MACsec for Deterministic Ethernet applications

Why MACsec is a compelling security solution for Deterministic Ethernet networks and how Packaged Intellectual Property solutions can accelerate time-to-market for chip developers.

Security has long been a top priority in communications networks. However, networks that support time-sensitive applications face challenges in implementing adequate security mechanisms that also meet latency and jitter requirements. This includes networks supporting mobile communication, industrial automation, automotive and aerospace applications.

The emergence of Deterministic Ethernet using time synchronization protocols like IEEE 1588 Precision Time Protocol (PTP) allows Ethernet-based networks to be used for time-critical applications. The challenge is to provide adequate security mechanisms that ensure that sensitive data is protected as well as the operation of the network itself while also meeting strict performance requirements.

In this paper, we propose MACsec as a compelling security solution for Deterministic Ethernet networks that can not only protect against Ethernet-specific attacks, but also protect applications transported over Ethernet while meeting latency and jitter requirements. The efficient port-level implementation of MACsec provides line-rate performance, but also enables MACsec to support compact device implementations that are important for Deterministic Ethernet applications.

Multi-layer Security

Ethernet has been the preferred data link layer for Internet Protocol (IP) communication for some time and with the emergence of Deterministic Ethernet, any IP-based application can be transported over Ethernet-based networks.

However, this has not always been the case and several other data link layer protocols have been used, and in some cases still are used, for transporting IP data, such as Frame Relay, Asynchronous Transfer Mode (ATM) and Optical Transport Network (OTN). For example, in some mobile network implementations, IP packets could traverse all of the above protocols. 

The Open Systems Interconnection model (OSI model) is based on multiple network layers where specific security mechanisms are used at each layer, as shown in Figure 1 (below). This enables each security protocol to focus on the threats to that specific network layer. Internet Protocol Security (IPsec) is used to protect IP packets at the network layer while Transport Layer Security (TLS) is used to protect Transport Control Protocol (TCP) datagrams at the transport layer.

Security specific to each network layer

Figure 1: Security specific to each network layer

For Deterministic Ethernet networks, MACsec can be used to provide efficient security at the data link layer. This will not only protect against Ethernet-specific attacks but also protect network layer connections and transport layer sessions, as well as applications supported by these network layers.

Advantages of MACsec

One of the advantages of MACsec is that it provides line-rate encryption performance, no matter the speed, as shown in Figure 2 (below).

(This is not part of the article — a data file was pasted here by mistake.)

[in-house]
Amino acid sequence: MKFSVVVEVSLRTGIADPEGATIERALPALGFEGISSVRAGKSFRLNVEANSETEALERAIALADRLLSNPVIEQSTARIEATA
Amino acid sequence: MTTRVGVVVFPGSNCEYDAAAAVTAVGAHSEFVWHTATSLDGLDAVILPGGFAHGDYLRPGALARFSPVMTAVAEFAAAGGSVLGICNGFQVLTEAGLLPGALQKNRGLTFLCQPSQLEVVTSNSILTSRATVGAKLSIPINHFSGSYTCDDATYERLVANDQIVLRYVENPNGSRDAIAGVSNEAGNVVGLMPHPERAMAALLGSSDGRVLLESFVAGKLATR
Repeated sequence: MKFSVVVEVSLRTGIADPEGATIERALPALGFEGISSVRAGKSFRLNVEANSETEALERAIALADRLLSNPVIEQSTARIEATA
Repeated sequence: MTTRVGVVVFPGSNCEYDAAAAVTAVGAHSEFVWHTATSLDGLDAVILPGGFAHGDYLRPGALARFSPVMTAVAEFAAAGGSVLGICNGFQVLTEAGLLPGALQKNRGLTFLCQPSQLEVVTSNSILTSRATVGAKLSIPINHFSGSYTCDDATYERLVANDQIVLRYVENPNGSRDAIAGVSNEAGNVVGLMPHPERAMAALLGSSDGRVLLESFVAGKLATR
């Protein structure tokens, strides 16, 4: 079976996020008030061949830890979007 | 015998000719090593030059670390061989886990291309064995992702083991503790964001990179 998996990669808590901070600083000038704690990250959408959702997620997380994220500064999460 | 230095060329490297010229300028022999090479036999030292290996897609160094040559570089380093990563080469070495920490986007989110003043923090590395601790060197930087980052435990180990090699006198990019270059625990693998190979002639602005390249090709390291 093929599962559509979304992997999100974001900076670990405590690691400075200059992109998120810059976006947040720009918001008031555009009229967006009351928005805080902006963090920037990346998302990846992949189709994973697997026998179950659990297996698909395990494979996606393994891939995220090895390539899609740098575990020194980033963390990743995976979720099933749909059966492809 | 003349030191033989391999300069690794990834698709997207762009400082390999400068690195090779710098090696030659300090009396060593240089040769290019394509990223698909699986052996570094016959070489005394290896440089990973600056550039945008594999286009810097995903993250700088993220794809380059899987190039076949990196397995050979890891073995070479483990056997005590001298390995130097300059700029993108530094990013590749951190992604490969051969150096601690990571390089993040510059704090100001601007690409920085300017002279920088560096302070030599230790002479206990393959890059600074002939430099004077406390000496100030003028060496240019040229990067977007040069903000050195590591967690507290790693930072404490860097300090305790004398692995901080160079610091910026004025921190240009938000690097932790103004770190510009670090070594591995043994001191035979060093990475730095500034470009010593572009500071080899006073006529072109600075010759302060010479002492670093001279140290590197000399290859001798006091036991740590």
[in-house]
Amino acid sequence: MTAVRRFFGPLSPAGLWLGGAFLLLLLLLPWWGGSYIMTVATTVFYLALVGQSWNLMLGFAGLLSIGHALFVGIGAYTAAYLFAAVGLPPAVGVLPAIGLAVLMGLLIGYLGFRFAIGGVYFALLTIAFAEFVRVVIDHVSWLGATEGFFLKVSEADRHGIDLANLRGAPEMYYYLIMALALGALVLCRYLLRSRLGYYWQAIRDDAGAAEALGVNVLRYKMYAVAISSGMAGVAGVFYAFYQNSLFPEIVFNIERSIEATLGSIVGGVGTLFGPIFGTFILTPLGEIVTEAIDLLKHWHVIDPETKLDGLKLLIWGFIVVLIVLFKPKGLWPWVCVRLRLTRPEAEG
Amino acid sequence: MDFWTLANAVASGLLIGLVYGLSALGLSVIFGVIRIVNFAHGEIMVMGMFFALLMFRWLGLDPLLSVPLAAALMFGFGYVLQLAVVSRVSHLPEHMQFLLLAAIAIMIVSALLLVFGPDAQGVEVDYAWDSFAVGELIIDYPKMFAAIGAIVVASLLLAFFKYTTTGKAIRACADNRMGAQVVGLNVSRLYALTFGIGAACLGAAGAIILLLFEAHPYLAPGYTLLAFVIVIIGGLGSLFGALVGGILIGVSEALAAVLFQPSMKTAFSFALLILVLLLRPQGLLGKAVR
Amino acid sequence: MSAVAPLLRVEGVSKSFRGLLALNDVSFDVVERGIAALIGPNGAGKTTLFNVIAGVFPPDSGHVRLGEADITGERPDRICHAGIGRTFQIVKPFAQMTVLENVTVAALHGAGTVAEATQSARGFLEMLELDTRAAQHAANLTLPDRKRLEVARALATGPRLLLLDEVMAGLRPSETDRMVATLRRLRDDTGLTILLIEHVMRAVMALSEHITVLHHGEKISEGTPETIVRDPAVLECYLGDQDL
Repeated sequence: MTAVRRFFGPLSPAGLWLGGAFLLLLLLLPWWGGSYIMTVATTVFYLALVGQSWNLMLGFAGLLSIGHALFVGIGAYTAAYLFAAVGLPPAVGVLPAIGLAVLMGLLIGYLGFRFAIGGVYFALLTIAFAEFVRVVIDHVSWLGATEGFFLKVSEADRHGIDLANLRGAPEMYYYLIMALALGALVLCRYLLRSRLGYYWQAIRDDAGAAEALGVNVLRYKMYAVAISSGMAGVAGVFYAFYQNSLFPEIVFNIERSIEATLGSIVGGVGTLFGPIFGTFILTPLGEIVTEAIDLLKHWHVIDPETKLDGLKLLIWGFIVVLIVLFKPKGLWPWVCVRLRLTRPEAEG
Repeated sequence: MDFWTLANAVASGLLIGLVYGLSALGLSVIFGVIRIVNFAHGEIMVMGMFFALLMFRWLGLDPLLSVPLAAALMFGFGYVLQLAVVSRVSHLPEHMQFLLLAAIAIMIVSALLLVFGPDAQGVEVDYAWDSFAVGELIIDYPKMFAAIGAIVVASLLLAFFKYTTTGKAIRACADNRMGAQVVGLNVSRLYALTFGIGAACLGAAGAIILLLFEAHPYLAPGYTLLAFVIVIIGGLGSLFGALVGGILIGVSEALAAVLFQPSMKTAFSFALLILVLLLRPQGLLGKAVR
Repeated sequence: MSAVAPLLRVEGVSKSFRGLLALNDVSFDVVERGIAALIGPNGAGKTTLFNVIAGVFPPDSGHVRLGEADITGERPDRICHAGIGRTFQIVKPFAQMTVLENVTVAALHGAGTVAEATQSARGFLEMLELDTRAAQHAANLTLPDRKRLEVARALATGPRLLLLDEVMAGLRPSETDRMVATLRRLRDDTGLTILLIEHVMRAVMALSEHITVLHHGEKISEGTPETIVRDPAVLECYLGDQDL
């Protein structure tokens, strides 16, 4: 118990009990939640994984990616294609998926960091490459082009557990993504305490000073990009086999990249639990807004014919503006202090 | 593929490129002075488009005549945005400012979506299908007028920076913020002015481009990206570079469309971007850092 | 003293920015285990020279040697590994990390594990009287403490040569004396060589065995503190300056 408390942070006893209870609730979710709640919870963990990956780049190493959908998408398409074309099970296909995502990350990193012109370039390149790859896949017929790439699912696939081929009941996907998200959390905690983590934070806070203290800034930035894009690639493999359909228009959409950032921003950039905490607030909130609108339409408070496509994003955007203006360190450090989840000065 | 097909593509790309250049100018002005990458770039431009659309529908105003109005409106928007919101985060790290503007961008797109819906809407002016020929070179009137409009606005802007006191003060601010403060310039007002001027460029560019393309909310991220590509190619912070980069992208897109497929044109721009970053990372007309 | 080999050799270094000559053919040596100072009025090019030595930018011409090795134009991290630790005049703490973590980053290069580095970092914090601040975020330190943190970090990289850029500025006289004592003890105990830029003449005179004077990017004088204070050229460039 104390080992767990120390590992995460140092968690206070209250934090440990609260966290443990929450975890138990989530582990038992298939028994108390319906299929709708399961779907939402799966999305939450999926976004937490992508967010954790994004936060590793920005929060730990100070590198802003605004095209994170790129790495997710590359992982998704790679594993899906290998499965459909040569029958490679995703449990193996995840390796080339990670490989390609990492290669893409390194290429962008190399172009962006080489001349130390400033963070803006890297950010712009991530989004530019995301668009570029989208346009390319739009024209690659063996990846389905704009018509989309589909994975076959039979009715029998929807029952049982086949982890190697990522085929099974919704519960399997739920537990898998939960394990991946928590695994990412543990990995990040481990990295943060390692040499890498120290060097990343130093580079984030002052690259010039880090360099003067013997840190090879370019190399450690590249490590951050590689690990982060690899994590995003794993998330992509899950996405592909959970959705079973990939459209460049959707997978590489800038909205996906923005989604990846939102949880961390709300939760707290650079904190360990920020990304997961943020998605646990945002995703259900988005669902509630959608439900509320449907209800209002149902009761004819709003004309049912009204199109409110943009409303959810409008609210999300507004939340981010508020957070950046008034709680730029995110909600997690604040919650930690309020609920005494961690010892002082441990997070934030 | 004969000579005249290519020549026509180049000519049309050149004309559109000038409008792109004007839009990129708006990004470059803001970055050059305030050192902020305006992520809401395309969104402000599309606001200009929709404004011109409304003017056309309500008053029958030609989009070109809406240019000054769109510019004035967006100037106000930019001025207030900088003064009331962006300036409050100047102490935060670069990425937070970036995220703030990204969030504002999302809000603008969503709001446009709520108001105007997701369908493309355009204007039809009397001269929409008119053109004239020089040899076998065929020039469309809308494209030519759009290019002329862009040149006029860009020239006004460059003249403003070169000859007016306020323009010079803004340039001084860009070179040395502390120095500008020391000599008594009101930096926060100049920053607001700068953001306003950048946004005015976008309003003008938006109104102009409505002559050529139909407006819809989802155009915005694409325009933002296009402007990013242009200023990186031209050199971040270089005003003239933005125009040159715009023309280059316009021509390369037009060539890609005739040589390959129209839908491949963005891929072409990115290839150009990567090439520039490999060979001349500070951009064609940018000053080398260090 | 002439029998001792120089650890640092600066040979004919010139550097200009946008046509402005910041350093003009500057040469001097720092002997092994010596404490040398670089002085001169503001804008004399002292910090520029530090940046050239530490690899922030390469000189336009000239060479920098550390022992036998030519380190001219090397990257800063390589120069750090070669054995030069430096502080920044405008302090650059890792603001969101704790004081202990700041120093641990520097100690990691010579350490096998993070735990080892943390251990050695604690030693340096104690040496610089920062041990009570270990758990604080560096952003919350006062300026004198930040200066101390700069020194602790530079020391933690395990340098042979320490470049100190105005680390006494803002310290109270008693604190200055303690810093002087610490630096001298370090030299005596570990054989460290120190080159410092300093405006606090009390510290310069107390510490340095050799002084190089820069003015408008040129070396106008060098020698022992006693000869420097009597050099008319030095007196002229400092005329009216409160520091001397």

MACsec vs IPsec encryption performance

Figure 2: MACsec vs IPsec encryption performance

MACsec is implemented at the Ethernet port level in dedicated FPGA or ASIC chips. This is in contrast to IPsec and TLS, which are either implemented in the router or processing chip used for forwarding IP packets or in dedicated co-processor engines with limited processing capacity.

While a single Ethernet port can support multiple IP addresses and TCP sessions and can be secured with MACsec on the port operating on a frame-by-frame basis in real-time, IPsec and TLS must encrypt each IP packet or TCP datagram individually.

A trade-off must therefore be made between forwarding and encryption performance leading to limitations to IPsec and TLS performance.

This has prompted wide-spread adoption of MACsec in networking equipment as well as the availability of MACsec solutions that now operate at 800 Gbps and even terabit per second speeds. However, the real-time performance that MACsec provides also benefits Deterministic Ethernet applications that run at lower speeds.

MACsec for Deterministic Ethernet applications

While MACsec for high-speed applications is receiving a lot of attention, the attractiveness of MACsec for lower-speed Deterministic Ethernet applications can be overlooked. As Deterministic Ethernet is adopted for time-critical applications like 5G mobile and Ethernet Time Sensitive Networks (TSN) applications like industrial automation and autonomous vehicles, securing Deterministic Ethernet becomes more important than ever.

As shown in Figure 2, the efficient implementation of MACsec at the port level ensures real-time encryption performance. This also ensures that MACsec is more deterministic than IPsec and TLS and can meet tight latency and jitter requirements at lower data rates. In addition, it protects against Ethernet-specific attacks that cannot be protected by IPsec and TLS as well as the ability to secure the Ethernet-based PTP time synchronization mechanism itself.

For compact 5G and TSN devices, such as 5G Radio Units and Internet of Things (IoT) sensors in TSN networks, MACsec is particularly interesting. MACsec protects Ethernet, but also upper layer protocols and applications. This can provide either an alternative or complement to IPsec and TLS.  For compact designs that need to minimize processing burdens as much as possible, it is possible to rely on MACsec and provide strong protection.